Find Part 1 here. This is part of a series called The Story of Us.
I think that the story of us actually needs a bit of a lead-in – just a sliver of the story of me and how I came into the picture.
Although I have spent most of my life in New York state, I did call Nashville my home for a few brief and amazing years. I went to concerts, parties, more concerts, more parties, still more parties, more concerts… I was surrounded by music and fun people. I thought I was home for good.
And then I started to miss my family.
I sat alone on Thanksgiving morning 2005 and cried while I watched the Macy’s Thanksgiving Day Parade and ate a Nutri-grain bar. Although I loved Nashville, I decided that day that I had to move home.
About a year and a half later, I got laid off. I was not upset to receive the news – this was my chance and I was going home! In August of 2007, I moved in with a friend who lived in the hills outside of Ithaca. I had started putting out resumes and had secured a couple of promising phone interviews before I moved back. I assumed that, although I had a paltry severance package (6 weeks of pay), that momentum would keep right on rolling until it developed into a full-time job, and I would be working again in NO time.
Six weeks came and went.
In October, I still didn’t have a job.
My paltry severance package was running out and, at this point, the only communication I was receiving from potential employers was coming fast and furious in the form of boilerplate rejection letters wishing me the best of luck with my continued job search.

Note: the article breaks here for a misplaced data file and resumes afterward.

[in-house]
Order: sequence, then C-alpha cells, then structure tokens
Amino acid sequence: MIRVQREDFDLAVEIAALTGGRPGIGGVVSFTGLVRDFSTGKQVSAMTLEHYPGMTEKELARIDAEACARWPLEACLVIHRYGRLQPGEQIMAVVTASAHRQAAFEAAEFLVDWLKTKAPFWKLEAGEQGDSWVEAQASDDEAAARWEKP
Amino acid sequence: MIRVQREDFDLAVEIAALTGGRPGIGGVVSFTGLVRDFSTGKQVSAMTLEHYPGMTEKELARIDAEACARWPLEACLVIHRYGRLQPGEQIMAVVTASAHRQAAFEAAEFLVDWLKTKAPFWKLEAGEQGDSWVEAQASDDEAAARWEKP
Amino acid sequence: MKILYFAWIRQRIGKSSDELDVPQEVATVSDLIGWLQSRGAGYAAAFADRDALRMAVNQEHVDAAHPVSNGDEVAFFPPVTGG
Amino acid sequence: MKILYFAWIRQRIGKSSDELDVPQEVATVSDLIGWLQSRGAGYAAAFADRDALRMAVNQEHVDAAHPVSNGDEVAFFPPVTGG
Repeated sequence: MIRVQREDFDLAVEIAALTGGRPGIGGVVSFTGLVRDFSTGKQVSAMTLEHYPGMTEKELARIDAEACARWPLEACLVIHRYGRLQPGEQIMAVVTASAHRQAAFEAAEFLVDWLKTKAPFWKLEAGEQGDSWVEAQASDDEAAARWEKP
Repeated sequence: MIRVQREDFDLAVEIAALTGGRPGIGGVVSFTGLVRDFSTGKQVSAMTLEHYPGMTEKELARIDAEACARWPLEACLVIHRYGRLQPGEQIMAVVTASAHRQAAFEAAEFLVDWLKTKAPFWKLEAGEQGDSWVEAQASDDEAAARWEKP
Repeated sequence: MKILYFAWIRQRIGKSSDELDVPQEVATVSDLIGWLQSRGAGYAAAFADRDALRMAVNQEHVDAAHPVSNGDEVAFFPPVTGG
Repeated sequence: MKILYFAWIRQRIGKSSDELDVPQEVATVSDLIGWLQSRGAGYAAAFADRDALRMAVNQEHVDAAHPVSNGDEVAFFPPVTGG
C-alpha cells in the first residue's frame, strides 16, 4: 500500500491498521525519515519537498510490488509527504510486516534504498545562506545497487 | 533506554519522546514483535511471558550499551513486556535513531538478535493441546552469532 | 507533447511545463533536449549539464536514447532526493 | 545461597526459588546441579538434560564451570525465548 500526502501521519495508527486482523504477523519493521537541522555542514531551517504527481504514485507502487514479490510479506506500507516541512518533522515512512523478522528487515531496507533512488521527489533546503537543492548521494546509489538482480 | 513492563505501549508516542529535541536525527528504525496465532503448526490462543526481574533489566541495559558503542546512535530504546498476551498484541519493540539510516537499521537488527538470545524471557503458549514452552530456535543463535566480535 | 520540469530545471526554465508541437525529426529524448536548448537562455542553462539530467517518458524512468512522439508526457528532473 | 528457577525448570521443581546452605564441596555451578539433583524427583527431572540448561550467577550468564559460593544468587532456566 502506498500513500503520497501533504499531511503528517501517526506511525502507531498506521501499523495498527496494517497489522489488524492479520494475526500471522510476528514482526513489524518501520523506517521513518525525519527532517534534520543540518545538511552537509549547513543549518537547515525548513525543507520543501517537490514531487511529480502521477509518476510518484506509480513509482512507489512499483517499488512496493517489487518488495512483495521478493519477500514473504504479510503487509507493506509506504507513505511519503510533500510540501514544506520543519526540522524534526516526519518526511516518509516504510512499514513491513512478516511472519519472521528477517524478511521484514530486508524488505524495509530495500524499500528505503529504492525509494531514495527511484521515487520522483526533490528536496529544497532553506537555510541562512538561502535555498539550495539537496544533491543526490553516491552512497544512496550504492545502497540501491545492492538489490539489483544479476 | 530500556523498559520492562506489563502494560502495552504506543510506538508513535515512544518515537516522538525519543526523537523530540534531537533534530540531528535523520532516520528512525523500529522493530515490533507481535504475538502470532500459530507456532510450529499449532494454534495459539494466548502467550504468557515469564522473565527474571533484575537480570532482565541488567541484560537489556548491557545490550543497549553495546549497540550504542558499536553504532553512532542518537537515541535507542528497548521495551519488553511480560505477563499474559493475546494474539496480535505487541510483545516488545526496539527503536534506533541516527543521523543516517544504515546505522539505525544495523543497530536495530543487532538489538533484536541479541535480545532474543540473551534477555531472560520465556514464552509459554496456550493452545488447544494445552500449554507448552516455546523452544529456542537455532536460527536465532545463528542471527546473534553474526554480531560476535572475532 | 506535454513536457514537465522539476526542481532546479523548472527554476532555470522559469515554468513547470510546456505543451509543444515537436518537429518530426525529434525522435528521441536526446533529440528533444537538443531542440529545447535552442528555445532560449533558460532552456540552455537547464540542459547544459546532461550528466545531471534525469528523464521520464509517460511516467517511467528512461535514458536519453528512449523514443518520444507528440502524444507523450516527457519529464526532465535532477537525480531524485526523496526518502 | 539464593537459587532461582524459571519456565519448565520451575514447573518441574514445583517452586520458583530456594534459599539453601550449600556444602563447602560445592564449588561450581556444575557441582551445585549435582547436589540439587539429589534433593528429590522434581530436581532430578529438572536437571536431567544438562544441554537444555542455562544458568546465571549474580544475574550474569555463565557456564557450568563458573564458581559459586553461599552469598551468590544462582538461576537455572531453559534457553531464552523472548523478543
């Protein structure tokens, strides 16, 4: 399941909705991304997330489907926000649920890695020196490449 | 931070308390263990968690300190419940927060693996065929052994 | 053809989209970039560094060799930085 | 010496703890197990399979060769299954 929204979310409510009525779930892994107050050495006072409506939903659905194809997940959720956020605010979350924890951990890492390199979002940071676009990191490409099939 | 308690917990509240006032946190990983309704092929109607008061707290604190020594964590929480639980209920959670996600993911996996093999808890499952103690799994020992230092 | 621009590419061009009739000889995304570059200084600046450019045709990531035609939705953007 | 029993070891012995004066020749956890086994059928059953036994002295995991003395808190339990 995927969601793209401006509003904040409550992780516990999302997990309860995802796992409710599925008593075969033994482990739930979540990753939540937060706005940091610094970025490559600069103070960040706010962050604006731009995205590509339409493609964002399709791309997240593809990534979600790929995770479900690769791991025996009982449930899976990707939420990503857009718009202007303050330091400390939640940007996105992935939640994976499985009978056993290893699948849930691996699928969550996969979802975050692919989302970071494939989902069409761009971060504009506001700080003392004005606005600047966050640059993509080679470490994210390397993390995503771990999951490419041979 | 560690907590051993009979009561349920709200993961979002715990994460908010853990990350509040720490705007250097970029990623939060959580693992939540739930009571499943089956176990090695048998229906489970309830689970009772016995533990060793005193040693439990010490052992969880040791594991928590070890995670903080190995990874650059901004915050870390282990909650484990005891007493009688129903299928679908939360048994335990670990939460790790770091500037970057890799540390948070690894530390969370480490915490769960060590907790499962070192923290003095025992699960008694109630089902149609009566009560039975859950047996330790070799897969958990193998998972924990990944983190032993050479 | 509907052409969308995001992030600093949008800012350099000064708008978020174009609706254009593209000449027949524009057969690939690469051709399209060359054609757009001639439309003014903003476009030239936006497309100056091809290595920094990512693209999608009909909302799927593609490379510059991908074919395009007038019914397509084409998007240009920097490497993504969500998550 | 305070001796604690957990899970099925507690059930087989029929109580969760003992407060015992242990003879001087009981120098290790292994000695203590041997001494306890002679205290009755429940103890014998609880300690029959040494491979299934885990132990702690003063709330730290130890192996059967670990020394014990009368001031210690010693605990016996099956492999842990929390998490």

Then, one day, my phone rang. It was not a call to tell me how great my resume was and that I would be interviewing at Cornell the next week. It was PJ, the manager at a local magazine and tobacco store in Ithaca. I used to work at another branch of that magazine store – it was my first job right out of high school. PJ wanted to know why I hadn’t called her yet. I had completely forgotten that I reconnected with her when I was in Nashville – just in case nothing else came along. Well, what luck. Nothing else had come along, and she had a full-time position open.
You can imagine that I was thrilled at the possibility of going back there. Thrilled at the prospect of slinging “dirty” magazines, tobacco, lotto, and coffee. Overjoyed at making close to minimum wage.
Still, low income was better for me than no income, and I took that job. My first day was in late October, 2007. It was temporary, you know?
Maybe a few weeks or a month. Just until I found another job.